United Airlines’ average fare per passenger in 2010 of $240.60

Last week I posted some financial and other interesting facts United Airlines released with their earnings data from 2010. One of those items had me scratching my head, so I did a bit more digging around into the source of the results. It was reported that in 2010, the average fare paid per passenger was $240.60, up 21.1% from the 2009 figure of $198.75. I thought that seemed shockingly low, and since there was no (*) next it to find out more on how it was derived, I assumed it was a round-trip price. I was most definitely wrong.

The summary from which I reported those amounts was likely based on the industry standard figures from BTS (Bureau of Transportation Statistics) and SEC (Security Exchange Commission) filings. Digging around the BTS and other websites, I discovered its figures for average fares are based on the Passenger Origin and Destination (O&D) Survey, which is 10% sample of all airline tickets for U.S. airlines, excluding charter air travel for domestic, one-way trips. That price also includes “any additional taxes and fees levied by an outside entity at the time of purchase.” This means the flight segment taxes, airport passenger facility charges, and security fees, but not baggage fees, upgrades, and the like paid for separately. So, for example, if you paid $475 for your roundtrip airline ticket from Chicago to Los Angeles and were included in this BTS 10% sample, your fare paid would be reported as $237.50.

Assuming United’s pro-forma figures are derived using the same methodology, the $240.60 amount seems to be more in line with what I would expect an average one-way domestic fare to be. I went on in my hunt, though, and found some other summaries posted online by Airlinefinancials.com, showing United’s average passenger fare in 2009 was $212.36. This is probably different from United’s figure of $198.75 because I would expect United to capture 100% of the ticket sales vs. the BTS 10% sample.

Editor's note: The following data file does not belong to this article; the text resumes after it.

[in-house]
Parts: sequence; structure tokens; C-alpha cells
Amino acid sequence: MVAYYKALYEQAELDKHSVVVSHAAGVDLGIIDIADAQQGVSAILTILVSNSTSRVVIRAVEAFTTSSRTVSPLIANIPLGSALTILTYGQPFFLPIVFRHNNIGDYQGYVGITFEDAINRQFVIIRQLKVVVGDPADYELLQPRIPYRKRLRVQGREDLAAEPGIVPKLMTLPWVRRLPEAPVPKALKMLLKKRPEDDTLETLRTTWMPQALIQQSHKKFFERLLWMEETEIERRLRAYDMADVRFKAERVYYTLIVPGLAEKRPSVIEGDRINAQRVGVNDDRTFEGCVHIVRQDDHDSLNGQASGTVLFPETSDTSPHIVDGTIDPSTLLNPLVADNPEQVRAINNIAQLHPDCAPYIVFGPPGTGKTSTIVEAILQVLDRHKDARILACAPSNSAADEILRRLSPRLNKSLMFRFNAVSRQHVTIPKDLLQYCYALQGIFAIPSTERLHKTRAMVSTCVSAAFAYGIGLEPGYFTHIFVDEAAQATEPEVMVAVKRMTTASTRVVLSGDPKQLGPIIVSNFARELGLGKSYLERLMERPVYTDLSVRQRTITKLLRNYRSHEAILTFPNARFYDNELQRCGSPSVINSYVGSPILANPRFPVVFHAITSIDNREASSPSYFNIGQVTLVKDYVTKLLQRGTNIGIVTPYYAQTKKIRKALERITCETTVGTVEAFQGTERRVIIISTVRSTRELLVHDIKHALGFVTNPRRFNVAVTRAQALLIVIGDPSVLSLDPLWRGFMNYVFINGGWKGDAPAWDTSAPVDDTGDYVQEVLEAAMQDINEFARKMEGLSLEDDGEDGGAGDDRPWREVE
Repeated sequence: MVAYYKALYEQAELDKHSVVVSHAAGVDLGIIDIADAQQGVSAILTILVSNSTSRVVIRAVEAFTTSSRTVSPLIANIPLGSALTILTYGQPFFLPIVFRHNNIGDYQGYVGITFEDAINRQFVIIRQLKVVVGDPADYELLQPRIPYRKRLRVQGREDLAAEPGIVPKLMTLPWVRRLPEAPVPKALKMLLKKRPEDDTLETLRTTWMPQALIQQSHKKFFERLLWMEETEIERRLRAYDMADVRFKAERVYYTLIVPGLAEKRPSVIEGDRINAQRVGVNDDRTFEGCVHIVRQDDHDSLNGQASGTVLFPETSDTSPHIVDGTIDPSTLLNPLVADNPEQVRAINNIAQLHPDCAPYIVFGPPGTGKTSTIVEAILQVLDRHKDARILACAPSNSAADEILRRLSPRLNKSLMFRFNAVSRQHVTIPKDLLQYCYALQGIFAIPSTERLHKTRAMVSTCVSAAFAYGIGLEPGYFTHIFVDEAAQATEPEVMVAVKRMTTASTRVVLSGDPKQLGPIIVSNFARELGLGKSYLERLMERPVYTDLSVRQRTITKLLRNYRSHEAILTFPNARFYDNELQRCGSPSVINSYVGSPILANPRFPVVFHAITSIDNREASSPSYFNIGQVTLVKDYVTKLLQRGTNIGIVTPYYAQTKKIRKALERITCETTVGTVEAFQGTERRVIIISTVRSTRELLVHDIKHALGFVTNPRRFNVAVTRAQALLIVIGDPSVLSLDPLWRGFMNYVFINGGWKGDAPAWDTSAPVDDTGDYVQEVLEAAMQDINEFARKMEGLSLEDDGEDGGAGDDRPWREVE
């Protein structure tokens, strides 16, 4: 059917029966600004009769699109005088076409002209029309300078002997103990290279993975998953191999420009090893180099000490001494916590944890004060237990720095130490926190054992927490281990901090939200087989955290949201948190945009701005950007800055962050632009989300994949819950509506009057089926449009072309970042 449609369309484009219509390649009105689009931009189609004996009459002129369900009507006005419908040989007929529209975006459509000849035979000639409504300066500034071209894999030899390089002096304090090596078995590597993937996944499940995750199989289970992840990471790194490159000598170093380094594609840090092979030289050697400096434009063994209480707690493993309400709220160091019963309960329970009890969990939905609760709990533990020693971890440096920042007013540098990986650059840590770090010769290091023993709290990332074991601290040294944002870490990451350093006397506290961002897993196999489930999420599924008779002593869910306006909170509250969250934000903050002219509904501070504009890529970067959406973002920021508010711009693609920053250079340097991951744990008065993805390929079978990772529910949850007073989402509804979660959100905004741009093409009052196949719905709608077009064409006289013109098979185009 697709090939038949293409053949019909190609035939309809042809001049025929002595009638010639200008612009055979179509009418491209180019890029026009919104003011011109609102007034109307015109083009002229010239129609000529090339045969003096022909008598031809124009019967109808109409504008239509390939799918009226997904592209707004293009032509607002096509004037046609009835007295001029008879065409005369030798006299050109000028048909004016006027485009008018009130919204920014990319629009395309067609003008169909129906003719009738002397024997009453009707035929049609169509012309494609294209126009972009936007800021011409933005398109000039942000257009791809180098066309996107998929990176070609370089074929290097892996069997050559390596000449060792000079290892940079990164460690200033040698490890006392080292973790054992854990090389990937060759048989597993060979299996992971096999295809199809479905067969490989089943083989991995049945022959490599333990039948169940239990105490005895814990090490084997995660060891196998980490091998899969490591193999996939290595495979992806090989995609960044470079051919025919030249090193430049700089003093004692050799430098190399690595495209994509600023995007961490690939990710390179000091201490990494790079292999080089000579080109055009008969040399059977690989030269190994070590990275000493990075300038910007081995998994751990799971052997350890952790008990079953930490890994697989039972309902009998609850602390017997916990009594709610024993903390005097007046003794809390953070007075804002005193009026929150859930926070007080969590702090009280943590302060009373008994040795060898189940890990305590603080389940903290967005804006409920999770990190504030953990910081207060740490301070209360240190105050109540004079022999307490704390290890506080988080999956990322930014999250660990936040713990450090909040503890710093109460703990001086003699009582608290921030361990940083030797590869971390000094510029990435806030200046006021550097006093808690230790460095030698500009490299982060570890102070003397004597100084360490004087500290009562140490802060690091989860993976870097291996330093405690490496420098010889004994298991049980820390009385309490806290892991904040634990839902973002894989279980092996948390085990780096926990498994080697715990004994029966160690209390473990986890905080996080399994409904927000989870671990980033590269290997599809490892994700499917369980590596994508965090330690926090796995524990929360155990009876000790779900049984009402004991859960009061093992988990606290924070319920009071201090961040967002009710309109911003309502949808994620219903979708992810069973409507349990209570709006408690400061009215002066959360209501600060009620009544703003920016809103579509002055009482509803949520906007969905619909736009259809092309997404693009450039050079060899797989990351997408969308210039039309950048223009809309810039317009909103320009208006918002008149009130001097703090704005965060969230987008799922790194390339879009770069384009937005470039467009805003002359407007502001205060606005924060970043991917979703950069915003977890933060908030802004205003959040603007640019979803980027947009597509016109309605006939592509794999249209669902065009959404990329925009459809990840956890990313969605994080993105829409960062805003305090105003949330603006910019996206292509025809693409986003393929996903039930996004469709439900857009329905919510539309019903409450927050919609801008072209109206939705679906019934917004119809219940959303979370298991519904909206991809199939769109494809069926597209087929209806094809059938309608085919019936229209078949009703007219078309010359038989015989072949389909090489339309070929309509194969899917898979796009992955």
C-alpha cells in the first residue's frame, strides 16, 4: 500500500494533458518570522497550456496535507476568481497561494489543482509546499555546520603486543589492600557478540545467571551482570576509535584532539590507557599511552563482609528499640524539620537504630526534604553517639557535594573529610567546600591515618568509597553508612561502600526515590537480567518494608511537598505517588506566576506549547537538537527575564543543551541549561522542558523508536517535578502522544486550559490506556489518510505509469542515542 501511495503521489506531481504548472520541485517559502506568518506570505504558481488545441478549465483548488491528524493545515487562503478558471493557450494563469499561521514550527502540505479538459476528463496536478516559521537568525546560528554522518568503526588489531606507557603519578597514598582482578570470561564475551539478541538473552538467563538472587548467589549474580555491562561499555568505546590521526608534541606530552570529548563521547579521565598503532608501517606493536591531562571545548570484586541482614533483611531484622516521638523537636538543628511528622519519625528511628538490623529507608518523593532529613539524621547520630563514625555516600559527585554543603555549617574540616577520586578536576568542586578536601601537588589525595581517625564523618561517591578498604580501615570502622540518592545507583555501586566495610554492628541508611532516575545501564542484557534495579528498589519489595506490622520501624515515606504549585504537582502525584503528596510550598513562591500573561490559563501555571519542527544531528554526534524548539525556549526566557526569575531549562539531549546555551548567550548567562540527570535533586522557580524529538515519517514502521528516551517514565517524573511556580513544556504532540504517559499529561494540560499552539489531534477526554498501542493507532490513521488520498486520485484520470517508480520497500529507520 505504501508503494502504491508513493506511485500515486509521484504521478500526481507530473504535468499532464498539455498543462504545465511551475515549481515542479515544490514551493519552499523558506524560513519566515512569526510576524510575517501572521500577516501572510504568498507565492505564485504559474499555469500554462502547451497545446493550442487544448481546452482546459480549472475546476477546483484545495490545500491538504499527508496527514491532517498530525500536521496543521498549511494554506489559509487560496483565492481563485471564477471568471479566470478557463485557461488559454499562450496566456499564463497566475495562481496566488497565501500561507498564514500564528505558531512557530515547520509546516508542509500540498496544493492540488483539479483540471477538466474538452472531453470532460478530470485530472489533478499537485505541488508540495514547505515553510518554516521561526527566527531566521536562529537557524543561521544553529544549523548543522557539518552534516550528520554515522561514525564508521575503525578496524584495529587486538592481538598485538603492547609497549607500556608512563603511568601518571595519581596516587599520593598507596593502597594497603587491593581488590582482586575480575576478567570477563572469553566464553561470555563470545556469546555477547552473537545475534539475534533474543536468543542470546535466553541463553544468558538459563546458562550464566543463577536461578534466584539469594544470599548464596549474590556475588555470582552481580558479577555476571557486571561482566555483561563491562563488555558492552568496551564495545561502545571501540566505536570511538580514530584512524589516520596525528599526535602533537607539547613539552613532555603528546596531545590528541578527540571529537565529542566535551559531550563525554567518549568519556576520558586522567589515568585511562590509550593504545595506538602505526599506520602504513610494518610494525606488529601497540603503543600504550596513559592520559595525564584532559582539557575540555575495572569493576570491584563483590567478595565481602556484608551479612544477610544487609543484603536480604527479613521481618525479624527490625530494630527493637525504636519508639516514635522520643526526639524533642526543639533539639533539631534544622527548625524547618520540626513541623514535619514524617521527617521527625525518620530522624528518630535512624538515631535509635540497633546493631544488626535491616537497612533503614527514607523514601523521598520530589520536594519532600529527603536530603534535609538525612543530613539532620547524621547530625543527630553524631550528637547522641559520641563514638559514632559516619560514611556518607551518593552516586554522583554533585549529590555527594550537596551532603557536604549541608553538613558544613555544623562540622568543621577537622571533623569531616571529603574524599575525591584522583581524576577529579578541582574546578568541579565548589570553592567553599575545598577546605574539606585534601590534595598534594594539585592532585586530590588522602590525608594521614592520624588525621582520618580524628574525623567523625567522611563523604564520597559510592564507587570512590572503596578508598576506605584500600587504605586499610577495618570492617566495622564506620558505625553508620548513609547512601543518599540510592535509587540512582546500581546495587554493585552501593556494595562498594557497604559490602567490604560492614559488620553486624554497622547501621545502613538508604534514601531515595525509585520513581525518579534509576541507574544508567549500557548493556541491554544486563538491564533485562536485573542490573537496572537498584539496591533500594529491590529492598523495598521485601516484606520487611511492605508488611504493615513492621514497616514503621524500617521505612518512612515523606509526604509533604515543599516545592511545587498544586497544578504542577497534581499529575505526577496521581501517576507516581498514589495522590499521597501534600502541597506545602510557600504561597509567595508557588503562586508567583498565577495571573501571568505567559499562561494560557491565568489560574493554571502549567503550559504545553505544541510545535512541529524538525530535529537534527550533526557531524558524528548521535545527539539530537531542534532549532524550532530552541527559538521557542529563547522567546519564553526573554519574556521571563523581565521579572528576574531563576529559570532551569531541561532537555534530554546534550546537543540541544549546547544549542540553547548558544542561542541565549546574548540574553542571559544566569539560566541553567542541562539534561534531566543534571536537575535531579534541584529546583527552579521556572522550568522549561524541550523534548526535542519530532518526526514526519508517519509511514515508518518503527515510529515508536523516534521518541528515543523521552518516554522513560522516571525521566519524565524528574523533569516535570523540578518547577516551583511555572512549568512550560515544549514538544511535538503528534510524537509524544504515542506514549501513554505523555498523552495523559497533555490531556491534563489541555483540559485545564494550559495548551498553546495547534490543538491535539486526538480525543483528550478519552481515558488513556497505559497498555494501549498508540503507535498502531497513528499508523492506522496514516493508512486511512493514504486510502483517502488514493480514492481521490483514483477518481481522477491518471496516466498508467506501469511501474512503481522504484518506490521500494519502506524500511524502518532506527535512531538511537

As you can see, I really geek out in the numbers, and wanted to make a special posting today in case anyone else was equally shocked at the average fares from last week. Happy Monday!


  1. Darren,

    For clarification on the average passenger fares per my website:

    Because of the reporting issues with BTS data, I use SEC and Corporate filings as much as possible.

    The (average) passenger fares on my website are derived from each airlines total passenger fare revenue from mainline operations divided by the total mainline revenue passengers (data is from SEC and airline traffic reports).

    If you are interested in current and/or historical (average) fares for US major airlines, you can find them using the following link (Q4 and 2010 data will be provided as soon as airlines file their annual SEC reports).


    (A little way down the page you will find links to annual and quarterly summaries. From these links you will get easy side-by-side comparisons for each airlines passenger fare as well as numerous other airline metrics).

    Kind regards,

    Robert Herbst

    • Robert, thanks so much for stopping by and adding more clarity. I’m glad I found your site & you can be certain I’ll be a frequent visitor. Cheers, Darren

Leave a Reply

Your email address will not be published. Required fields are marked *

This site uses Akismet to reduce spam. Learn how your comment data is processed.